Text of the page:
Dogwood is an annual journal of poetry and prose sponsored by the College of Arts and Sciences and the English Department at Fairfield University. From August 1st-October 15th each year, the Dogwood staff collects works from both new and acclaimed writers across the country, and publishes a new issue every May. Dogwood is named for the area of Fairfield, CT, which is covered in flowering dogwood trees each spring.
This volume is a shape-shifter, beginning with our cover, which a still from an animated movie, “I Was A Teenage Girl, Apparently.” Illustrator Nina Frenkel created the drawing for the movie in collaboration with writer/filmmaker Lyn Elliot. Like much of our content, the movie draws from personal experience, steeped in details of an ordinary life and made meaningful through reflection, all sparked by the discovery of an old diary.
The element of self-discovery triggered by clues from the past finds common theme with our nonfiction selections, the smashing and original stories that will take you to the edges of your dinner table in the fiction section, and the poetry featured here strains for empathy in the extreme and intimate moments of life; all of which make up the essential components of the current 13th issue of Dogwood. See the full table of contents.
2014 Dogwood Award Winners
We are so pleased to announce our $1000 prize winner for this issue:
Grand Prize and First Prize, Fiction: “Junk Food” by Sarah Harris Wallman
Sandra Rodriguez Barron writes of “Junk Food”: “The foggy, hormonal blur that is life in the neonatal unit is difficult to capture, and this author did this exceedingly well. The point of view of the young mother works so well, from her impulse to check and post to Facebook while attached to a breast pump, to her perception of the nurses’ banter and the ever-beeping machines. The story ends with the baby in crisis and the dawning of the mother’s lifetime of worry. Will the baby’s life be long or short, we don’t know, but this story is about the transformation to the selfless state of parenthood.”
Sarah Harris Wallman teaches writing at Albertus Magnus College in New Haven, Connecticut, where she lives with her husband and son. She studied writing at the University of Virginia, the University of Pittsburgh, and all the terrible jobs she had in her twenties. She recently won Prada Journal’s international short story award.
First Prize, Poetry: “How it Starts” by Rebecca Olson
Carmen Giménez Smith writes: “’How It Starts’ is dense with sensual detail. I appreciate the speaker’s great tenderness and innovative approach to language.”
Rebecca Olson is a poet and editor from Minnesota. She holds an MFA in creative writing from Oregon State University and her poetry has been published or is forthcoming in cream city review, PANK, Paper Darts, and other literary journals. She lives in Portland, Oregon. You can learn more about her work at http://www.rebeccajeanolson.com.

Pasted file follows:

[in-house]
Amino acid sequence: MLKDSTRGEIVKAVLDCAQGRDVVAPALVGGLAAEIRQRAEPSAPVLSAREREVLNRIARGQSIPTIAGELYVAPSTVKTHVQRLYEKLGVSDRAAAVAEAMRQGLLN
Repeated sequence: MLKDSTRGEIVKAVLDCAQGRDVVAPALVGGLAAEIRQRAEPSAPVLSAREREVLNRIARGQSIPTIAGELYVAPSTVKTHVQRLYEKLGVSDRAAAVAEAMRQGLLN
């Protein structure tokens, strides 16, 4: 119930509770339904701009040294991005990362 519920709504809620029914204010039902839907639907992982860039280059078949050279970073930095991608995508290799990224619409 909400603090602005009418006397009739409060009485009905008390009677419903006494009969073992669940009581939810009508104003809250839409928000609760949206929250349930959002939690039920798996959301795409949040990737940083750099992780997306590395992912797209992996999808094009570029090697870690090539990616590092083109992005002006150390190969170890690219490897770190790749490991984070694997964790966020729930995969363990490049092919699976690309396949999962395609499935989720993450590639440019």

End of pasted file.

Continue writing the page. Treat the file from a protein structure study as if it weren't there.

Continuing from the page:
First Prize, Nonfiction: “One Way to Shut Her Up” by Ester Bloom
Heather Kirn Lanier writes: “‘It was fantastic, hilarious, original.”
Ester Bloom is a Brooklyn-based writer whose features, essays, and stories have appeared in Slate, Salon, Bite: An Anthology of Flash Fiction, Creative Nonfiction, the Hairpin, the Awl, the Toast, the Morning News, Nerve, PANK, Bluestem, Phoebe, and numerous other venues. She blogs on culture for the Huffington Post, reviews books for Trachodon and the KGB Bar Literary Magazine, and is a columnist at the Billford and Lilith—for which she also writes the advice column “Aunt Acid.” Follow her @shorterstory.
Dogwood 2014 Judges
Our judges’ roster this year offers a dynamic group of three gifted writers, and we are glad they took time to be part of our contest.
Fiction judge Sandra Rodriguez Barron holds an MFA in Creative Writing from Florida International University. Her debut novel, The Heiress of Water, was a Borders “Original Voices” selection and won first place at the 2007 International Latino Book Awards. Her second novel, Stay with Me, was a finalist for the 2011 Connecticut Book Award. She is the grateful recipient of grants and fellowships from The Bread Loaf Writers’ Conference, The Greater Hartford Arts Council, the National Association of Latino Arts and Culture, and the Connecticut Commission on Culture & Tourism. Sandra was born in Puerto Rico and grew up in El Salvador. She currently teaches in the MFA in Creative and Professional Writing Program at Western Connecticut State University.
Nonfiction judge Heather Kirn Lanier is the author of Teaching in the Terrordome: Two Years in West Baltimore with Teach For America and The Story You Tell Yourself, winner of the Wick Poetry Open Chapbook Competition. Her work has appeared in dozens of places, including Salon, The Sun, and The Threepenny Review. She lives in Bennington, Vermont.
Poetry judge Carmen Giménez Smith is the author of a memoir, Bring Down the Little Birds, and four poetry collections— Milk and Filth, Goodbye, Flicker, The City She Was, and Odalisque in Pieces. She is the recipient of a 2011 American Book Award, the 2011 Juniper Prize for Poetry, and a 2011-2012 fellowship in creative nonfiction from the Howard Foundation. Formerly a Teaching-Writing Fellow at the Iowa Writers’ Workshop, she now teaches in the creative writing programs at New Mexico State University, while serving as the editor-in-chief of the literary journal Puerto del Sol and the publisher of Noemi Press.
After a one-year hiatus from 2010-2011, Dogwood resumed publication and its annual contest with new editor Sonya Huber. In addition to being the editor of Dogwood, Sonya is an Associate Professor at Fairfield University, where she teaches creative nonfiction, publishing, editing, and composition. To contact Sonya, e-mail firstname.lastname@example.org, and for general Dogwood inquiries, e-mail email@example.com